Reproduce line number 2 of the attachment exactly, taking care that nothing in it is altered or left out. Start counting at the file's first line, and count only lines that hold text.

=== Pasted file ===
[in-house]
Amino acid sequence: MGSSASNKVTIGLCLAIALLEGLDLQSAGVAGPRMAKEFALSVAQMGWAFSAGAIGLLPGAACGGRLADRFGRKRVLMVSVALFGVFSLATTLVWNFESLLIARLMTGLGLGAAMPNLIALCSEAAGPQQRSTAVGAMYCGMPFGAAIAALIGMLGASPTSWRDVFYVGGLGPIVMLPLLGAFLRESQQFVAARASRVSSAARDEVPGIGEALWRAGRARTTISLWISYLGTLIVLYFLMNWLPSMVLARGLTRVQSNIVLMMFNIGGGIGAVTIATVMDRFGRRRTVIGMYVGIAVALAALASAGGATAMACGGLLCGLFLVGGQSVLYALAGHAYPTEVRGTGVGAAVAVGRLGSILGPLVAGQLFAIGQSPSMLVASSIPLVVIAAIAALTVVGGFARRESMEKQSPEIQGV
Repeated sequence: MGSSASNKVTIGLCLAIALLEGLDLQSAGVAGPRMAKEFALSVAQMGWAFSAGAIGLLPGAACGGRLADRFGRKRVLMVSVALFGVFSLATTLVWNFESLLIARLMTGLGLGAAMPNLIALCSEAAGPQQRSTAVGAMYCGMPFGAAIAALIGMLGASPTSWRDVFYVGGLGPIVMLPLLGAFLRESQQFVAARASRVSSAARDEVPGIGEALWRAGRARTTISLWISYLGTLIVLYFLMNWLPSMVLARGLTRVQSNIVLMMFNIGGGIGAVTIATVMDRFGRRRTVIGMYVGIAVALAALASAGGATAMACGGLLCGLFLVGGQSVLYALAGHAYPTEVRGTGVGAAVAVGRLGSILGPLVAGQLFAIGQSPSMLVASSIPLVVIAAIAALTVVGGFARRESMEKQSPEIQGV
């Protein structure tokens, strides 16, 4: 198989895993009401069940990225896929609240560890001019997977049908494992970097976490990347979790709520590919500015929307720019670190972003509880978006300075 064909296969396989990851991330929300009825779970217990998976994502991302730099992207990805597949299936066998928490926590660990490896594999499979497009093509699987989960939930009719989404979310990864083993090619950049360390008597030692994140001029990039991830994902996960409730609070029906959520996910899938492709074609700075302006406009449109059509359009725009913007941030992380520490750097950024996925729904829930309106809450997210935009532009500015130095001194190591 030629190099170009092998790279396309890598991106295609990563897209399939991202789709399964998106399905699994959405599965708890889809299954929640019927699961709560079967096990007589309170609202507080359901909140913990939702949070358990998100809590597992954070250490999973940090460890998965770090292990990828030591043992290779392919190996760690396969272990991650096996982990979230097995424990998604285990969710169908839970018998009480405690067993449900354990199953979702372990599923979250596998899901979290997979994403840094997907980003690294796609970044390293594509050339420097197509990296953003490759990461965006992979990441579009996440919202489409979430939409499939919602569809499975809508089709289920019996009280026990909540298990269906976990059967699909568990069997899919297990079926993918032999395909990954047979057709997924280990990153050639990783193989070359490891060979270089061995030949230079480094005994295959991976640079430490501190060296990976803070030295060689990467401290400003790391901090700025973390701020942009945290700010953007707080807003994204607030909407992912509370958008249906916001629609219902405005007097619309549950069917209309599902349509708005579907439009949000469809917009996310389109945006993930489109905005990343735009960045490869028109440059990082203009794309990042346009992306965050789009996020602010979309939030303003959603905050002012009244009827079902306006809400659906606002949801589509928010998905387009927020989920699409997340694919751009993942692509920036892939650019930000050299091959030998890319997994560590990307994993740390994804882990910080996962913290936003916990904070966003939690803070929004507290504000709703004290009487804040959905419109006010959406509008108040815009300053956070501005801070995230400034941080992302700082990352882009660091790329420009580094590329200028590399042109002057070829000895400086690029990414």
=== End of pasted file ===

Amino acid sequence: MGSSASNKVTIGLCLAIALLEGLDLQSAGVAGPRMAKEFALSVAQMGWAFSAGAIGLLPGAACGGRLADRFGRKRVLMVSVALFGVFSLATTLVWNFESLLIARLMTGLGLGAAMPNLIALCSEAAGPQQRSTAVGAMYCGMPFGAAIAALIGMLGASPTSWRDVFYVGGLGPIVMLPLLGAFLRESQQFVAARASRVSSAARDEVPGIGEALWRAGRARTTISLWISYLGTLIVLYFLMNWLPSMVLARGLTRVQSNIVLMMFNIGGGIGAVTIATVMDRFGRRRTVIGMYVGIAVALAALASAGGATAMACGGLLCGLFLVGGQSVLYALAGHAYPTEVRGTGVGAAVAVGRLGSILGPLVAGQLFAIGQSPSMLVASSIPLVVIAAIAALTVVGGFARRESMEKQSPEIQGV